Forestry company UPM has sold the island of Ärjänsaari in Kainuu to the Finnish government. The island has abundant nature and an exciting history. The island can still be used by the public, and will later be turned into an official nature reserve.
The Kainuu Centre for Economic Development has purchased a 270-hectare island in Kajaani for the Finnish government from forestry firm UPM. The island has been on sale since last summer.
Kari Pääkkönen, chief of the Kainuu Centre for Economic Development, calls the sale significant. The island is coveted for many reasons, including its natural diversity.
“Ärjänsaari is an exceptional location in relation to other parcels of land,” he says. “There are structures on the island in varying conditions, many of them protected sites. The island has also been used for various purposes whose impact on local nature had to be assessed.”
When dealing with a business partner the size of UPM, the devil is in the details, Pääkkönen says. The island has a more than hundred-year history of well-documented local utilization.
“This way we can ensure that the area will remain in recreational use in future as well, which was a main point of interest in the citizens’ feedback we received,” Pääkkönen continues. “In fact there will probably be even better opportunities now.”
The government intends to eventually make the island an official nature reserve.
Dunes and bluffs
Ärjänsaari island has a colourful past. It has served as grazing grounds and a ritual site for Laplanders, a pirate base in the 1860s and a leisure location since as early as the 1720s. There are five buildings on the island which are historically significant and protected under the Antiquities Act.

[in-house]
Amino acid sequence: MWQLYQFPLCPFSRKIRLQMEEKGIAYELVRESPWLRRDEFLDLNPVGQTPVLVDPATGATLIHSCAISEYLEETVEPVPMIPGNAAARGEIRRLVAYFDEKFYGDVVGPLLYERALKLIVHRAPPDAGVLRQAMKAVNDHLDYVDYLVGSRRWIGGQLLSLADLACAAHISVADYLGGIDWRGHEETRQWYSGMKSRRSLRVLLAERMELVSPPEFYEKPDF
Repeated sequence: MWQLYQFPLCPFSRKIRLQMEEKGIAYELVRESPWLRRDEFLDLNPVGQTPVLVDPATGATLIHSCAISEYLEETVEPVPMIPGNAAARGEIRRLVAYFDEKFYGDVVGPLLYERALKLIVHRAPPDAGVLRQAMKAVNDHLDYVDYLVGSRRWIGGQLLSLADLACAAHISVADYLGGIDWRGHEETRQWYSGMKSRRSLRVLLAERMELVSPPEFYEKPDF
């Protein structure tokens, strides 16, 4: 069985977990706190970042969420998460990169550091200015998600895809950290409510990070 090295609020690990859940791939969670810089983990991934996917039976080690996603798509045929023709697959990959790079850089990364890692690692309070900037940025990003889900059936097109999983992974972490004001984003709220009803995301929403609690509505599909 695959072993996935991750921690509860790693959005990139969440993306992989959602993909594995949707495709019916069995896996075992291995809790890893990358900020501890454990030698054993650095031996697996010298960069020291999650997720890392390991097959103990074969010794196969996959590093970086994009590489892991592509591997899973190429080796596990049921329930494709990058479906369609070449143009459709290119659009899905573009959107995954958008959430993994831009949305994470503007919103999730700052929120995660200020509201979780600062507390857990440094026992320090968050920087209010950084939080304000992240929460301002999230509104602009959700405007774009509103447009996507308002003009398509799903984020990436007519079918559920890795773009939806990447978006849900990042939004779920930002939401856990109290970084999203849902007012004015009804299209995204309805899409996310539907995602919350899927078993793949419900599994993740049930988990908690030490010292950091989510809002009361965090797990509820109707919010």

Ärjänsaari is part of the EU’s Natura 2000 natural territory programme and a national beach protection initiative.
“The island will become a nature reserve in its entirety, and all efforts are already being geared towards this end,” says Environment Ministry inspector Päivi Gummerus-Rautiainen.
Chair Pekka Pajala from the Kajaani Sailing Association says that the government is the best buyer the island and its visitors could ask for. He also rounds up a few suggestions.
“If the pier built by UPM is part of the deal, then that will serve us well. But if it isn’t, a pier or dock will have to be constructed, otherwise mid-sized boats won’t be able to land. The campfire sites and public toilets could likely do with some repairs.”
Related stories from around the North:
Canada: Calls for protection of Canada’s Lancaster Sound, Radio Canada International
Finland: New environment minister blocks peat bog protection, Yle News
Norway: Russia snubs Norway with nature reserve opening, The Independent Barents Observer
Russia: Arctic national park expands, becomes Russia’s biggest, The Independent Barents Observer
Sweden: Prospecting Boom Squeezes Sami Land, Radio Sweden
United States: Arctic Ocean may be next as Alaska officials seethe over ANWR move, Alaska Public Radio Network